Do you know your own GMC? Not your characters, yours as a writer?

By Auregann (Own work) [CC-BY-SA-3.0 (], via Wikimedia Commons

For writers of genre fiction where plot and story are central to the success of the book, we’re often told to clarify our characters’ GMCs. For non-writers, this stands for Goal, Motivation, and Conflict. And it’s best if you can have both an external and an internal one for your Main Character (and your other Main Character if it’s a romance) and your Antagonist (if it’s sentient).

This can be easily transformed into a sentence: Hero wants x because y, but z happens. Internal GMCs would be: Hero needs x because y, but z.

Anyway, as writers we can be so focused on perfecting our craft that sometimes we can neglect ourselves and hamper our goal. Last week I was at my monthly critique group meeting and one of us has multiple unpublished novels under her belt. She’s definitely put in the 10,000 hours of practice as she’s been writing for the last 10 years and she is extremely talented. Her prose drips with ethos and voice, her scenes and characters come alive, and she has great stories to tell. But you can’t read any of her work. In fact, though she’s been doing this for so long, we’re part of only a handful who actually knows she writes. She also has a fear of having folks she knows reading her work (I think she’s fine with strangers).

And this is all fine if she is writing solely for her own benefit. So at the meeting I asked her what her ultimate goal is, as that will help clarify whether she needs to go through the time-consuming and often gut-wrenching process of getting your work out there. And she would like to be published. She’s starting to research going the indie route and we were discussing it with great energy.

So to grossly simplify my good friend’s GMC, it would be: She wants to be published because she’d like to share her work with others, but she lacks time. And her internal GMC would be hampered by a fear.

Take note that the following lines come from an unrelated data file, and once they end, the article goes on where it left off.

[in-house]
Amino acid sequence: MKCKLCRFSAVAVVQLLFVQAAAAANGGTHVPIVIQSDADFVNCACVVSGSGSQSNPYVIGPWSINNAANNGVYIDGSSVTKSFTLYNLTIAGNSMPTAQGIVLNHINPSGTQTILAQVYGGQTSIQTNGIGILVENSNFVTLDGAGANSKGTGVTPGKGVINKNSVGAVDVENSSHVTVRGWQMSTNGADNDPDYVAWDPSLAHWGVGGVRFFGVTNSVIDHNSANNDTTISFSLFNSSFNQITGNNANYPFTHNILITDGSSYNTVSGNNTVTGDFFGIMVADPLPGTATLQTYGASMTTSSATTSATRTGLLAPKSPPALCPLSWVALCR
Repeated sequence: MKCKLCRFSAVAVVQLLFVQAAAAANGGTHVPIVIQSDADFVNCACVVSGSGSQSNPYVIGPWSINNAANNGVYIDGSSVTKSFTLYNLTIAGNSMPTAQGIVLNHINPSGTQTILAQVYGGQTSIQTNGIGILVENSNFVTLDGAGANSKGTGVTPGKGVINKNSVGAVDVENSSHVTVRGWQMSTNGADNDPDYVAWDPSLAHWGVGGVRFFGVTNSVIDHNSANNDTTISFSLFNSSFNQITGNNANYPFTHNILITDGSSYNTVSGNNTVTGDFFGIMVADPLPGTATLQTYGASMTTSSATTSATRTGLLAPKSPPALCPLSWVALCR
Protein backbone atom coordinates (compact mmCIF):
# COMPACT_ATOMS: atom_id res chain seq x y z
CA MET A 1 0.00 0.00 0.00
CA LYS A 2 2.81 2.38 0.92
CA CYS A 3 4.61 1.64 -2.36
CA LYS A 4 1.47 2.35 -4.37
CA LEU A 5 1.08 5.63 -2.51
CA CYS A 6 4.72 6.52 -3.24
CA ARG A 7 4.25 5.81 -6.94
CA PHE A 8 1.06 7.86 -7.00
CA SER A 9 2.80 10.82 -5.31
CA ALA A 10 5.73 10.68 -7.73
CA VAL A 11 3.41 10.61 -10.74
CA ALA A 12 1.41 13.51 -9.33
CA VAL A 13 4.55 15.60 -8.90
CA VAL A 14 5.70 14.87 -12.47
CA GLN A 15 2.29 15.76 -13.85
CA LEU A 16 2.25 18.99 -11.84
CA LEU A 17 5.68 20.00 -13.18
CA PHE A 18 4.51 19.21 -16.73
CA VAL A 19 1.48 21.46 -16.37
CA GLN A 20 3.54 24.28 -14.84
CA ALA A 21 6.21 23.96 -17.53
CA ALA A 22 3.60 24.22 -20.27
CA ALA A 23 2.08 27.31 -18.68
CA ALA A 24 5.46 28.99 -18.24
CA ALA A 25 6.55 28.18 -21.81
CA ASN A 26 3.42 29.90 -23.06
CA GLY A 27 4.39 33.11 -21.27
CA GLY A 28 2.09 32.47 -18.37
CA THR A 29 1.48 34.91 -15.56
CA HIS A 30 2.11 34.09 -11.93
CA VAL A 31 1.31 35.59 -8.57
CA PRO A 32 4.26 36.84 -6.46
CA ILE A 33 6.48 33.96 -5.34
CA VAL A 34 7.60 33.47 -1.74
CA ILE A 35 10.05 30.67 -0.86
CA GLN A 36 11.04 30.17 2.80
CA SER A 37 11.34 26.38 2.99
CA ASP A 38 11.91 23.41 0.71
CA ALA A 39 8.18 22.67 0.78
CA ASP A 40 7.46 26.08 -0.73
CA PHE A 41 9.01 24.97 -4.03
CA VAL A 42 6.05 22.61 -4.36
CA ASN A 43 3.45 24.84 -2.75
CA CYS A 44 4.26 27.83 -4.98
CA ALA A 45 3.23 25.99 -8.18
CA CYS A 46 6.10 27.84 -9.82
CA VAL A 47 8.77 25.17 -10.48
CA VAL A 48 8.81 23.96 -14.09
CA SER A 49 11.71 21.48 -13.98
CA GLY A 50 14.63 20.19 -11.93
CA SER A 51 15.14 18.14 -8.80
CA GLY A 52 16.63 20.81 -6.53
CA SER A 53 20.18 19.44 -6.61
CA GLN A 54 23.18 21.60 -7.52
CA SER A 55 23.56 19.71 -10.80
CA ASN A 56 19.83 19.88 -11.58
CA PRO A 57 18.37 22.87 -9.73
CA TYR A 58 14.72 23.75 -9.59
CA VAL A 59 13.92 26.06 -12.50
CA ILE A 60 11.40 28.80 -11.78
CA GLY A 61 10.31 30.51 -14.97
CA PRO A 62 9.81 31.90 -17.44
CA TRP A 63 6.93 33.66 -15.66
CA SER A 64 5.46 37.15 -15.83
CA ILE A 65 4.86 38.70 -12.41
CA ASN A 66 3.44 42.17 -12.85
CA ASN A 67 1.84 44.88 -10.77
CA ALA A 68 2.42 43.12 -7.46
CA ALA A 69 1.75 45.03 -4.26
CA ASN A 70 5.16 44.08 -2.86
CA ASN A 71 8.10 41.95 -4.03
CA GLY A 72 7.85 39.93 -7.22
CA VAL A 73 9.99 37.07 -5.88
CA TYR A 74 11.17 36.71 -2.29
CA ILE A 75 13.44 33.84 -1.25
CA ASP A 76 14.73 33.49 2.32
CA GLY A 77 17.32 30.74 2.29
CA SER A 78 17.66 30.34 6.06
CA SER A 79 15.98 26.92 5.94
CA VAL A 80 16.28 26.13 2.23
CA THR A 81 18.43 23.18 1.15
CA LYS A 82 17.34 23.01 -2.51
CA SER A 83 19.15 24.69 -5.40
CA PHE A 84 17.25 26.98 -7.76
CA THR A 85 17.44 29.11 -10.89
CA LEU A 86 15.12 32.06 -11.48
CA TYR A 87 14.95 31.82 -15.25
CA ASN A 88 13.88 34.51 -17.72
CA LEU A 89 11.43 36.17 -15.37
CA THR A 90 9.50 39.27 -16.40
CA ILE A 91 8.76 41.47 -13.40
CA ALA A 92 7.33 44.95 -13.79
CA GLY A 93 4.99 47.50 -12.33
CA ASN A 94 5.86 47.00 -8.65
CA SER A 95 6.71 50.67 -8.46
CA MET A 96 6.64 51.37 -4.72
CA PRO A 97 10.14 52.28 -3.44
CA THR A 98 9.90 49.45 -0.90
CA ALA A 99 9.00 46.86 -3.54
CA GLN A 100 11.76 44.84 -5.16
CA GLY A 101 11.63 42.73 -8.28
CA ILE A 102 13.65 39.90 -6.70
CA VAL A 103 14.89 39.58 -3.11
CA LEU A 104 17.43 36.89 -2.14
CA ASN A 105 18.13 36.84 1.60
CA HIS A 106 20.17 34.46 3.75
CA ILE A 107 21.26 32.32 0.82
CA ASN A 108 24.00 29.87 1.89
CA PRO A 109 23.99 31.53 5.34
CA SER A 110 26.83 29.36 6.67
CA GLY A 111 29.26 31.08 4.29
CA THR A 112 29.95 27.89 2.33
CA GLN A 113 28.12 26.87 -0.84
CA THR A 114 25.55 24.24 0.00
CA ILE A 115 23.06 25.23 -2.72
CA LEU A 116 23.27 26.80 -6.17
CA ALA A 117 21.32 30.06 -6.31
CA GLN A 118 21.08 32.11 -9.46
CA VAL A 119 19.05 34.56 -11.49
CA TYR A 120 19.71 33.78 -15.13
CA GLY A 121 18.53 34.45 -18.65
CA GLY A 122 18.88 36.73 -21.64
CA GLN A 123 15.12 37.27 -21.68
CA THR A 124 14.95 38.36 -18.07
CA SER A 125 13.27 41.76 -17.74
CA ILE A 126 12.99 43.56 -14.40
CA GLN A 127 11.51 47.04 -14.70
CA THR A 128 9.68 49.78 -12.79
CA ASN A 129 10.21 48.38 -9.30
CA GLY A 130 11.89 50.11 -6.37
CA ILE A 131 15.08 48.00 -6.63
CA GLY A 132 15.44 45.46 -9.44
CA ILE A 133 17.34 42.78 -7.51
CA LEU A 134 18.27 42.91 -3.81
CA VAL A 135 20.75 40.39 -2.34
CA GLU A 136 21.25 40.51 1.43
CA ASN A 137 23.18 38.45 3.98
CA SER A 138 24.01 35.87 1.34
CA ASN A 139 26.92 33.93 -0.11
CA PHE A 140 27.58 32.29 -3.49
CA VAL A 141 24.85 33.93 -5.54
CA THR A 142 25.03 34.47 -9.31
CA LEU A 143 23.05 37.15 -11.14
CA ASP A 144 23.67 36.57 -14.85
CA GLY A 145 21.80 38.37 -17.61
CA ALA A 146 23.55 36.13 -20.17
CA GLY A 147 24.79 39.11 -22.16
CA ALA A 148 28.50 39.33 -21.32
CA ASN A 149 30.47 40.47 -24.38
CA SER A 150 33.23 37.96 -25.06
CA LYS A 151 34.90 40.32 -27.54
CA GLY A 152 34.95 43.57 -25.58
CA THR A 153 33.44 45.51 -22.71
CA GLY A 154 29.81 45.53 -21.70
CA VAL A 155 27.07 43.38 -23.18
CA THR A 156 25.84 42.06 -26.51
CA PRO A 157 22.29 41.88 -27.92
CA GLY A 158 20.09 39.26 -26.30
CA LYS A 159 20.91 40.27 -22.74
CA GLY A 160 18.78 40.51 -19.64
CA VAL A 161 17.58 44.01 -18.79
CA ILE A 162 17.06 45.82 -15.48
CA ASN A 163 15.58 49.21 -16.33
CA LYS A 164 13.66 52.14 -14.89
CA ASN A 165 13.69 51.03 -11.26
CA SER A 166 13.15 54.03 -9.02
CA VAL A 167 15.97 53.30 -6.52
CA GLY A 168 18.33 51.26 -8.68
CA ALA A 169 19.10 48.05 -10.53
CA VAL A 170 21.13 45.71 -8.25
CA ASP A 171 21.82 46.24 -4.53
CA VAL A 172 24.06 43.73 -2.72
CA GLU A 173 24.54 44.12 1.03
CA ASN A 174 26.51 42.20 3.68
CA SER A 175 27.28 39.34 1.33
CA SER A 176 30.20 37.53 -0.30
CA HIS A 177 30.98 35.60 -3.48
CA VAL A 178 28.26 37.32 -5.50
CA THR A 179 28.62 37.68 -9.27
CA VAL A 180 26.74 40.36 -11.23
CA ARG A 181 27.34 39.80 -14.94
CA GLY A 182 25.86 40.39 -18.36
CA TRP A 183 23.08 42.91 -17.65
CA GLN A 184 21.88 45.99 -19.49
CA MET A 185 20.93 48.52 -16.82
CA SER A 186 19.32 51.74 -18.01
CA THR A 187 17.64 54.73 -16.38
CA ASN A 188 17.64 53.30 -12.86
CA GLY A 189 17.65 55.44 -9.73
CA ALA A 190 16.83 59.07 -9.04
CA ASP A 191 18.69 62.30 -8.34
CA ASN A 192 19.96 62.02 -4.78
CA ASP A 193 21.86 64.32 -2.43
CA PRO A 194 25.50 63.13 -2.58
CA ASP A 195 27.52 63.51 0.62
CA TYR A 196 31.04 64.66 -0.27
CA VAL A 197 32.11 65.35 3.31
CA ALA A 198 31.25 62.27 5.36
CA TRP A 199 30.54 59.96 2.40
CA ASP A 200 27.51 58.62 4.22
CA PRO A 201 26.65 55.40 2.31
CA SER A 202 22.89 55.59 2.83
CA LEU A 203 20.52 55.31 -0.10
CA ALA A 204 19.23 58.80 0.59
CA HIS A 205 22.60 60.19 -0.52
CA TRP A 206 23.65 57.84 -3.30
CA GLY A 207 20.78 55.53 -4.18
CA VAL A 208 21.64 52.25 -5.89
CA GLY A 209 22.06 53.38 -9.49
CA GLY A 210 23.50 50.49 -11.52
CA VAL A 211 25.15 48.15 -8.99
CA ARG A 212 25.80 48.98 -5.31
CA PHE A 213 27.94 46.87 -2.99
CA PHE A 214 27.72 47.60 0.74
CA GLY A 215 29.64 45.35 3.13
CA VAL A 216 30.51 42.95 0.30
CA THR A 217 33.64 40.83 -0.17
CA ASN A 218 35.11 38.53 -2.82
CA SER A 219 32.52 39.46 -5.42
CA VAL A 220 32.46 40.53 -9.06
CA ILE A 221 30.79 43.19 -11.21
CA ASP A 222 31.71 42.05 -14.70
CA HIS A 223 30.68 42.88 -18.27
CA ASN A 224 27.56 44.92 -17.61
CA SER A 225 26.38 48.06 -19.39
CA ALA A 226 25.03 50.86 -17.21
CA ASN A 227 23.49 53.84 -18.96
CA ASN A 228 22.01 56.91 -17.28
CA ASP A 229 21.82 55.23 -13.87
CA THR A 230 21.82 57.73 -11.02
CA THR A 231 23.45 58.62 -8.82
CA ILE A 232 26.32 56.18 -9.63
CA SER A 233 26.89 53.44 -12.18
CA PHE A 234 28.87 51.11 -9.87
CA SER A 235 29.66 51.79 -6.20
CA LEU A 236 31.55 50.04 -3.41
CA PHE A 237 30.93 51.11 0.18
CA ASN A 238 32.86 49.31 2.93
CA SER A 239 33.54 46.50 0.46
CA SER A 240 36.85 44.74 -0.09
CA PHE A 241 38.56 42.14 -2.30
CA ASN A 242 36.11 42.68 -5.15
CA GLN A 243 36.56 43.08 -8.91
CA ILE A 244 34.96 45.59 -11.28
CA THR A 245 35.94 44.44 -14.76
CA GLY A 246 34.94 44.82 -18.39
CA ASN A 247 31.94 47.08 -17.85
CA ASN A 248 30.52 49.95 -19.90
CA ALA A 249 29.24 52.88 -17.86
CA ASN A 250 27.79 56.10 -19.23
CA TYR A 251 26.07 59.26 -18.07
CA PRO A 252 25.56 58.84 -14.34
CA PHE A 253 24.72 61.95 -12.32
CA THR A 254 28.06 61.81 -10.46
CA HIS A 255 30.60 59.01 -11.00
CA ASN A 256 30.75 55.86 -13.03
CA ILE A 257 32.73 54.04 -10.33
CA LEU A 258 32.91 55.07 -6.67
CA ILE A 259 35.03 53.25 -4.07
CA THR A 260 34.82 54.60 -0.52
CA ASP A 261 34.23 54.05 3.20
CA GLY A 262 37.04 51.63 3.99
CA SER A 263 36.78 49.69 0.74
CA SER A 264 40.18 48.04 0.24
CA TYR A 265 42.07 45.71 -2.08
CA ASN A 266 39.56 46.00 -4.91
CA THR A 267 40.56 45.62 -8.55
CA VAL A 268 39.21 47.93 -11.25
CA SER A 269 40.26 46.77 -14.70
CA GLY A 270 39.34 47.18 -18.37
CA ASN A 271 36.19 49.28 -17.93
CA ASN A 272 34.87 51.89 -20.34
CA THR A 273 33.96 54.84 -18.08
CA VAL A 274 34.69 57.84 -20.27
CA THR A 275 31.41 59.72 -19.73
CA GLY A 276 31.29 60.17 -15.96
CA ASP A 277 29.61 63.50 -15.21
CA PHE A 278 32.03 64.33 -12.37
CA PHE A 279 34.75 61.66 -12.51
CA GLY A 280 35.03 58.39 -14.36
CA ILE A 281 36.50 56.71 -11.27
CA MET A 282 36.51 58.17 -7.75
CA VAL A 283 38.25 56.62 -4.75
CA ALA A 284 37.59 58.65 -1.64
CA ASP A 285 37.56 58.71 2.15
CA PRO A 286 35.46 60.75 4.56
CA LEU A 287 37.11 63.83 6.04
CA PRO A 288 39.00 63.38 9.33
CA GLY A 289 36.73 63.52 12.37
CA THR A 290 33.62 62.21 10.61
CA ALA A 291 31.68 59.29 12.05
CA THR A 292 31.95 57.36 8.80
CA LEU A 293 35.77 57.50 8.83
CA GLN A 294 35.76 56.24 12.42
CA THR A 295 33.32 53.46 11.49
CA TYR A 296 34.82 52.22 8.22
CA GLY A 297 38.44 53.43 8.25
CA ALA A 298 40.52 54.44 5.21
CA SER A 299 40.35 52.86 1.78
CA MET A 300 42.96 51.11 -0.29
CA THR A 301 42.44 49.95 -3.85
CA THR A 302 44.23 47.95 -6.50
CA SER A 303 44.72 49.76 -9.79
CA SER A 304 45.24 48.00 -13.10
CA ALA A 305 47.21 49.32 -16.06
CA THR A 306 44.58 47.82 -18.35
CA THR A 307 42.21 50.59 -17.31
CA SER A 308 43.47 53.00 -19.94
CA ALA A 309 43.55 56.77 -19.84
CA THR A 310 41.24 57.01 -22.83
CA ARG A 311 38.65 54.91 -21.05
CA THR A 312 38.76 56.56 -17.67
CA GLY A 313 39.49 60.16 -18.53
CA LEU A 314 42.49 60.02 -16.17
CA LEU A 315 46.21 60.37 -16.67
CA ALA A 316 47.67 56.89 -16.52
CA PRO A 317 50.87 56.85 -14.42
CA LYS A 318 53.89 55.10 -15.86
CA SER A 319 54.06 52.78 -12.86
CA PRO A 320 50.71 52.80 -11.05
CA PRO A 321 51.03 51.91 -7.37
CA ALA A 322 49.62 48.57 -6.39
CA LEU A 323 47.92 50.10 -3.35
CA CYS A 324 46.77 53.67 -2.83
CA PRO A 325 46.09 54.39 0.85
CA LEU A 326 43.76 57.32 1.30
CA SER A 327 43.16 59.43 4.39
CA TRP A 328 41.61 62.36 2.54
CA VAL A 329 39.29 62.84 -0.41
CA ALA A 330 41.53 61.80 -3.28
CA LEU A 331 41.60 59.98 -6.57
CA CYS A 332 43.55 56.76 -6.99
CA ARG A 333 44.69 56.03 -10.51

Why is this good to know for yourself? Because just like with your Main Character, you need to know your goal, what’s opposing you, and then launch yourself into your own Story World and start tackling the steps to take you to your own Goal. Along the way you’ll have setbacks, your internal fears will hamper you, but keep yourself focused on your main goal and you’ll get there.

And if you need some inspiration to help you keep going through your Story World, an earlier post of mine talks about pushing past each setback you’ll hit on your journey, Writer Wednesday: When You Hit That Wall, Do You Nurse Your Head, Or Climb Over? Then once you picture yourself climbing over (or around or under) that wall and the multitude of writers who are not doing that, read Kristen Lamb’s post What Are the Odds of Success? …Really? In it, she maintains that “It has been statistically demonstrated that only 5% of any population is capable of sustained change.” So with each metaphorical wall you hit as a writer, remember that only 5% get to the other side. Do you want to be part of that 5%?

Do you know your own GMC? What fears are holding you back? Do you have your next immediate goal you need to tackle?


  • Do you know your own GMC? Not your characters, yours as a writer? @AngelaQuarles <– Click to tweet
  • Have you launched yourself into your own Story World? Know your own GMCs @AngelaQuarles <– Click to tweet

Image source: By Auregann (Own work) [CC-BY-SA-3.0], via Wikimedia Commons

7 Replies to “Do you know your own GMC? Not your characters, yours as a writer?”

  1. This is so important. I have a wonderful CP, she’s a two time GH finalist, but she didn’t finish her books. To make it worse, she was querying books she hadn’t finished. I finally took her aside and suggest she may have a fear of success. She looked at me as if the idea had never struck her before. She’s now finished her books, winning contests and getting requests for fulls, which she can actually send in.

  2. Agree! It’s so much harder to get where you’re going if you don’t know where it is you want to go!

  3. Unfortunately, I think I need to spend as much time pondering my own GMCs as I do my characters’! Thanks for some great thinking material.

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